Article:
New York’s “progressive” pols are again going to bat for deep-pocketed special-interest groups against little guys trying to make a few extra bucks — Airbnb hosts.
A City Council bill would force the apartment-sharing service to turn over the names and addresses of all its New York City hosts so officials can crack down on units with “violations” — even when those breaches have nothing to do with their Airbnb listing.
A similar law in San Francisco killed half the listings there, as thousands of would-be hosts quit rather than try to fight City Hall.
Critics claim they want to keep hosts from “warehousing” units — using them year-round as illegal hotels rather than for permanent residences. But they offer zero credible evidence this is a big problem.
City Comptroller Scott Stringer, for example, just dropped a “study” claiming Airbnb units have caused average rent hikes of as much as $100 (over seven years!) in some neighborhoods. Yet it made elementary errors, such as counting every listing, even inactive ones and those rented for just a few nights a year, as a home “kept off the market” — wildly skewing the results.
The company notes that its average unit is rented out just 62 nights a year. Clearly, most hosts are everyday New Yorkers, typically tenants looking to help pay their bills.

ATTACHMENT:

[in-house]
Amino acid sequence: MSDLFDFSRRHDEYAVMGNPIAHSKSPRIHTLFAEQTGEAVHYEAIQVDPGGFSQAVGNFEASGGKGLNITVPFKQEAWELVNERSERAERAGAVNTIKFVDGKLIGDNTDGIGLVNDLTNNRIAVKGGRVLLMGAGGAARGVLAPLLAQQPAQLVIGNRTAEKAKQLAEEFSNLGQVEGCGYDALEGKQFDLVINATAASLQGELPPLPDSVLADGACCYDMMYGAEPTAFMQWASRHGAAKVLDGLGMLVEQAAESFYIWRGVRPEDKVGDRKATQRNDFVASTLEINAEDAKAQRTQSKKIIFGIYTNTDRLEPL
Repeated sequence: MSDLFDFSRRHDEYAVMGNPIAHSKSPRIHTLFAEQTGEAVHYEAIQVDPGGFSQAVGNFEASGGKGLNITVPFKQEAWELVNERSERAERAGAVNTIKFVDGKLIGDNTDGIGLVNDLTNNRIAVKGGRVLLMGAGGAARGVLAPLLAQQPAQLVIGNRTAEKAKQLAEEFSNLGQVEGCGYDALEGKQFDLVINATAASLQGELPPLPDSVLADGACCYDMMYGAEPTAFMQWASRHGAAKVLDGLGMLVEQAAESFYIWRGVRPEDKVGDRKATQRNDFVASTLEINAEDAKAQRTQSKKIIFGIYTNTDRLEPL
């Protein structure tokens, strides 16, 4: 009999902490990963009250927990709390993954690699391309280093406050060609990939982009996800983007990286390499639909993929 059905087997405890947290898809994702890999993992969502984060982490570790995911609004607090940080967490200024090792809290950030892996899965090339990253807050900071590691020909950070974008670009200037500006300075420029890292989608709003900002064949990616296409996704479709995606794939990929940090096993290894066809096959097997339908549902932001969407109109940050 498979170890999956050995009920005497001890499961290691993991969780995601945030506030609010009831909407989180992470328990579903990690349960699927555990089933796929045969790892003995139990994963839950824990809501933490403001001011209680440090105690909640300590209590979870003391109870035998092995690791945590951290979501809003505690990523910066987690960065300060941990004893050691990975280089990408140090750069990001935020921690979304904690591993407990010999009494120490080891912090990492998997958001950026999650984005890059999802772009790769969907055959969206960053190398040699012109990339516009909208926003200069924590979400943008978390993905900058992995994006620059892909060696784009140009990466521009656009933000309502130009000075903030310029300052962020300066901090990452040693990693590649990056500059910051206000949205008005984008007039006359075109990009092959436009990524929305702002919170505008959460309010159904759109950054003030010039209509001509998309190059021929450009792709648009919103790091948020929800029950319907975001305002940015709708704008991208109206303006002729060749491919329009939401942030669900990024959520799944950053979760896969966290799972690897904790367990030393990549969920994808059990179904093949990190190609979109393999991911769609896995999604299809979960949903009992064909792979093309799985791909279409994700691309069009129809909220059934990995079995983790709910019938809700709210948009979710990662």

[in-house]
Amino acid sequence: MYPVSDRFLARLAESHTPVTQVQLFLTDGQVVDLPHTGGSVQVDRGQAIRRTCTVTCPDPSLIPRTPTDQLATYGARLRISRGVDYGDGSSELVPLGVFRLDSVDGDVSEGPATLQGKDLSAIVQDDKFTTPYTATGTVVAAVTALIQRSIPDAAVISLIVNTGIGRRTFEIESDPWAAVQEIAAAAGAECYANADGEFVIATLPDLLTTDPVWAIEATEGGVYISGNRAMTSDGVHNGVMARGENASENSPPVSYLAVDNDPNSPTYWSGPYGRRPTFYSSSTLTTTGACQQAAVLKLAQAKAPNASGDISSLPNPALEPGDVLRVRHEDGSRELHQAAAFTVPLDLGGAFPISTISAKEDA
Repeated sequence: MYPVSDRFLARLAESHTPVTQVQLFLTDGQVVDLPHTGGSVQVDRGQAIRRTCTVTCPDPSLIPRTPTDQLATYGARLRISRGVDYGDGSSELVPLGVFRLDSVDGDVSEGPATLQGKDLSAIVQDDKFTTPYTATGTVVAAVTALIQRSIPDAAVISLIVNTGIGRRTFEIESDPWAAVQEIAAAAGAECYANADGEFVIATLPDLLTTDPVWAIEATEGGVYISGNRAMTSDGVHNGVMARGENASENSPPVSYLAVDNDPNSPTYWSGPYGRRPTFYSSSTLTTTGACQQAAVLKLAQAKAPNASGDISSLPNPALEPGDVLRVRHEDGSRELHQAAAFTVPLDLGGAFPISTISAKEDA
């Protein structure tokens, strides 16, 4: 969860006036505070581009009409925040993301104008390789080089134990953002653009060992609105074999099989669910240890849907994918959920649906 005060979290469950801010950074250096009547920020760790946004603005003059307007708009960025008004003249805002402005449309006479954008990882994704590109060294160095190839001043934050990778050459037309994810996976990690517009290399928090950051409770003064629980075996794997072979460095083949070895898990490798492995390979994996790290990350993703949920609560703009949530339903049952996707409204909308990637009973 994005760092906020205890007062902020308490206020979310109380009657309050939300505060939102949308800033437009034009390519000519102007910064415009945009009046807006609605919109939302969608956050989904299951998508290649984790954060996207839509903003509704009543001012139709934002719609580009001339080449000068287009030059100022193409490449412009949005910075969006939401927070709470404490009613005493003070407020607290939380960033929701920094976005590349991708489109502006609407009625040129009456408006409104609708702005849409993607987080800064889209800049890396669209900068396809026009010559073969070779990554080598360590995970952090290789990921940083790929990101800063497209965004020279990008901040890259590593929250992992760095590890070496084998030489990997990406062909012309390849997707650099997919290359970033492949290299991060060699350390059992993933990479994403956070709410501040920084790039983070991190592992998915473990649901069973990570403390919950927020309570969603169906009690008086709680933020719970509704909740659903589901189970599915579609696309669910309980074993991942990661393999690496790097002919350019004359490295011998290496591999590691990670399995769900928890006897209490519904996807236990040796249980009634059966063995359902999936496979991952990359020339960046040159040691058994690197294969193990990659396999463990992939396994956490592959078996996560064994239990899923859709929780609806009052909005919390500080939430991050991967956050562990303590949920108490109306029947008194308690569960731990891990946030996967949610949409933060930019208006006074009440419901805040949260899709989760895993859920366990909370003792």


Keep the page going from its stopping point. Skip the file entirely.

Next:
Why do local pols really want to crack down? To please hotel-industry fatcats and unions that detest Airbnb competition — and donate heavily to the pols’ campaigns. Politico reports that the Hotel Trades Council forked over nearly $100,000 during the 2017 election cycle.
A punitive (and otherwise pointless) state law already requires hosts to stay home when renting for less than 30 days. And the city has been trying to intimidate hosts, Airbnb reports: “All across the city, we have heard from dozens of families . . . who have faced harassment.”
If New York’s politicians really cared about the little guy, they’d help Airbnb expand. And tell Big Hotel to deal with competition, like everyone else.
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